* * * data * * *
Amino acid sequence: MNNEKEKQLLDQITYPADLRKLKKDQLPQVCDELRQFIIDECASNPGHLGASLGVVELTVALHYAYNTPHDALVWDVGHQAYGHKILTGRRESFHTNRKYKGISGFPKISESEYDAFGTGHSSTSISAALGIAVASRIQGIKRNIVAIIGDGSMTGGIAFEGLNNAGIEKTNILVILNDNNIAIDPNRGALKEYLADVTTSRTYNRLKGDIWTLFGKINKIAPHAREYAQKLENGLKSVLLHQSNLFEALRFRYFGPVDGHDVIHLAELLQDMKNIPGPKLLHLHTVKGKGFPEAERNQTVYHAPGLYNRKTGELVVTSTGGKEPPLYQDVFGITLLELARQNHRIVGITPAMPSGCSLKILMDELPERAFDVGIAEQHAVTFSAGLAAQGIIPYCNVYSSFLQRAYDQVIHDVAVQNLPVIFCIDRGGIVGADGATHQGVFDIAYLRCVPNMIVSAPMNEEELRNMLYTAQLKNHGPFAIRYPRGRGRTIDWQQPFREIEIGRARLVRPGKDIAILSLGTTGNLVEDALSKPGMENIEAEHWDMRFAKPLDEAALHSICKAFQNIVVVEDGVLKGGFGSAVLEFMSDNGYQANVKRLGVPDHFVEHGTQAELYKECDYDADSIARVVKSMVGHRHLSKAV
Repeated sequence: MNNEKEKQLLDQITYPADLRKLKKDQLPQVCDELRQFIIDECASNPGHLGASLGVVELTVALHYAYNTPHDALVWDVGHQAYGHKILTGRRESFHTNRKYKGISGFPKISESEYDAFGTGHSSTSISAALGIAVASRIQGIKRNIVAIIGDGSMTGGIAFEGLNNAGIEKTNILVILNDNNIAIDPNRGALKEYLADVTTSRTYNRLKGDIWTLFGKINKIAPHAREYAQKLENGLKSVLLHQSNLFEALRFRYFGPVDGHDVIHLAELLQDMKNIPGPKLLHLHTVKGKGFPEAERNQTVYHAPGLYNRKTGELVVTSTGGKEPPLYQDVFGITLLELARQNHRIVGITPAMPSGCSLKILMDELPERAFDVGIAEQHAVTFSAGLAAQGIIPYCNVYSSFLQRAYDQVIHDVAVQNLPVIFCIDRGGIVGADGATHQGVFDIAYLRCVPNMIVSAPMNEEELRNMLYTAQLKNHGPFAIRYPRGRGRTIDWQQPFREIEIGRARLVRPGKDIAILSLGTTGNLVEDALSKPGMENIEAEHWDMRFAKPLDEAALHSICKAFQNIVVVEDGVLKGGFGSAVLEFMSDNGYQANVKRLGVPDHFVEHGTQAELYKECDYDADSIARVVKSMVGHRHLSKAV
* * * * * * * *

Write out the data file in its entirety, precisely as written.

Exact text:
Amino acid sequence: MNNEKEKQLLDQITYPADLRKLKKDQLPQVCDELRQFIIDECASNPGHLGASLGVVELTVALHYAYNTPHDALVWDVGHQAYGHKILTGRRESFHTNRKYKGISGFPKISESEYDAFGTGHSSTSISAALGIAVASRIQGIKRNIVAIIGDGSMTGGIAFEGLNNAGIEKTNILVILNDNNIAIDPNRGALKEYLADVTTSRTYNRLKGDIWTLFGKINKIAPHAREYAQKLENGLKSVLLHQSNLFEALRFRYFGPVDGHDVIHLAELLQDMKNIPGPKLLHLHTVKGKGFPEAERNQTVYHAPGLYNRKTGELVVTSTGGKEPPLYQDVFGITLLELARQNHRIVGITPAMPSGCSLKILMDELPERAFDVGIAEQHAVTFSAGLAAQGIIPYCNVYSSFLQRAYDQVIHDVAVQNLPVIFCIDRGGIVGADGATHQGVFDIAYLRCVPNMIVSAPMNEEELRNMLYTAQLKNHGPFAIRYPRGRGRTIDWQQPFREIEIGRARLVRPGKDIAILSLGTTGNLVEDALSKPGMENIEAEHWDMRFAKPLDEAALHSICKAFQNIVVVEDGVLKGGFGSAVLEFMSDNGYQANVKRLGVPDHFVEHGTQAELYKECDYDADSIARVVKSMVGHRHLSKAV
Repeated sequence: MNNEKEKQLLDQITYPADLRKLKKDQLPQVCDELRQFIIDECASNPGHLGASLGVVELTVALHYAYNTPHDALVWDVGHQAYGHKILTGRRESFHTNRKYKGISGFPKISESEYDAFGTGHSSTSISAALGIAVASRIQGIKRNIVAIIGDGSMTGGIAFEGLNNAGIEKTNILVILNDNNIAIDPNRGALKEYLADVTTSRTYNRLKGDIWTLFGKINKIAPHAREYAQKLENGLKSVLLHQSNLFEALRFRYFGPVDGHDVIHLAELLQDMKNIPGPKLLHLHTVKGKGFPEAERNQTVYHAPGLYNRKTGELVVTSTGGKEPPLYQDVFGITLLELARQNHRIVGITPAMPSGCSLKILMDELPERAFDVGIAEQHAVTFSAGLAAQGIIPYCNVYSSFLQRAYDQVIHDVAVQNLPVIFCIDRGGIVGADGATHQGVFDIAYLRCVPNMIVSAPMNEEELRNMLYTAQLKNHGPFAIRYPRGRGRTIDWQQPFREIEIGRARLVRPGKDIAILSLGTTGNLVEDALSKPGMENIEAEHWDMRFAKPLDEAALHSICKAFQNIVVVEDGVLKGGFGSAVLEFMSDNGYQANVKRLGVPDHFVEHGTQAELYKECDYDADSIARVVKSMVGHRHLSKAV